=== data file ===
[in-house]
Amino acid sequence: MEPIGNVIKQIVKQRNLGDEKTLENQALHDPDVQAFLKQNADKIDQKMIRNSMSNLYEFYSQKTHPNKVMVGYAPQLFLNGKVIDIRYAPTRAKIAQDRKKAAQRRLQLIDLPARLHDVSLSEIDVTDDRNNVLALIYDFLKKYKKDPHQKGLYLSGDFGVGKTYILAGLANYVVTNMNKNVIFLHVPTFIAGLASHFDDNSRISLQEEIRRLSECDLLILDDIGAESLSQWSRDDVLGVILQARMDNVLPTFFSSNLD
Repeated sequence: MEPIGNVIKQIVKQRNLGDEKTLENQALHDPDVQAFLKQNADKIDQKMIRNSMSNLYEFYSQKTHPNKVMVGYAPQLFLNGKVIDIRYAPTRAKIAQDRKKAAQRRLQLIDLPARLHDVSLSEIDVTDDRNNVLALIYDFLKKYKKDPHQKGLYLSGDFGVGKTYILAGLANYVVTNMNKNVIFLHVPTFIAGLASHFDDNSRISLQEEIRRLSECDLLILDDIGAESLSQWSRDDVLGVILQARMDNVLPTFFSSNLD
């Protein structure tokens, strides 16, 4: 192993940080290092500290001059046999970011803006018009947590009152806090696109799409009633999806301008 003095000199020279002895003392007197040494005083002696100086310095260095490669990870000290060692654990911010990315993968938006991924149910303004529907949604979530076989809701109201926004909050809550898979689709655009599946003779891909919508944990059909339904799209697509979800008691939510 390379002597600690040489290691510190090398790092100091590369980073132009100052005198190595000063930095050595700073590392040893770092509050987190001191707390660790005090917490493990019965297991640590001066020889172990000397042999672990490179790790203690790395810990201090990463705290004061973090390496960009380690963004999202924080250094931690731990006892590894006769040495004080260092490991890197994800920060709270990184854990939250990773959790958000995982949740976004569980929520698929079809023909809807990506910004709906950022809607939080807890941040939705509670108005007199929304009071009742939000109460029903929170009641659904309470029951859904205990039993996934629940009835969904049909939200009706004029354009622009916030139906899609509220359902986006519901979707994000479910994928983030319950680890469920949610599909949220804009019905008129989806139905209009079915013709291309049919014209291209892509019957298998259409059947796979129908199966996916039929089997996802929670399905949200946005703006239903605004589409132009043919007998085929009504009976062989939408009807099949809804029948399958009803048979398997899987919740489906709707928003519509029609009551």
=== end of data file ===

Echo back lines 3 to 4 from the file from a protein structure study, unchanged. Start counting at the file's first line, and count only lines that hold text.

Repeated sequence: MEPIGNVIKQIVKQRNLGDEKTLENQALHDPDVQAFLKQNADKIDQKMIRNSMSNLYEFYSQKTHPNKVMVGYAPQLFLNGKVIDIRYAPTRAKIAQDRKKAAQRRLQLIDLPARLHDVSLSEIDVTDDRNNVLALIYDFLKKYKKDPHQKGLYLSGDFGVGKTYILAGLANYVVTNMNKNVIFLHVPTFIAGLASHFDDNSRISLQEEIRRLSECDLLILDDIGAESLSQWSRDDVLGVILQARMDNVLPTFFSSNLD
């Protein structure tokens, strides 16, 4: 192993940080290092500290001059046999970011803006018009947590009152806090696109799409009633999806301008 003095000199020279002895003392007197040494005083002696100086310095260095490669990870000290060692654990911010990315993968938006991924149910303004529907949604979530076989809701109201926004909050809550898979689709655009599946003779891909919508944990059909339904799209697509979800008691939510 390379002597600690040489290691510190090398790092100091590369980073132009100052005198190595000063930095050595700073590392040893770092509050987190001191707390660790005090917490493990019965297991640590001066020889172990000397042999672990490179790790203690790395810990201090990463705290004061973090390496960009380690963004999202924080250094931690731990006892590894006769040495004080260092490991890197994800920060709270990184854990939250990773959790958000995982949740976004569980929520698929079809023909809807990506910004709906950022809607939080807890941040939705509670108005007199929304009071009742939000109460029903929170009641659904309470029951859904205990039993996934629940009835969904049909939200009706004029354009622009916030139906899609509220359902986006519901979707994000479910994928983030319950680890469920949610599909949220804009019905008129989806139905209009079915013709291309049919014209291209892509019957298998259409059947796979129908199966996916039929089997996802929670399905949200946005703006239903605004589409132009043919007998085929009504009976062989939408009807099949809804029948399958009803048979398997899987919740489906709707928003519509029609009551």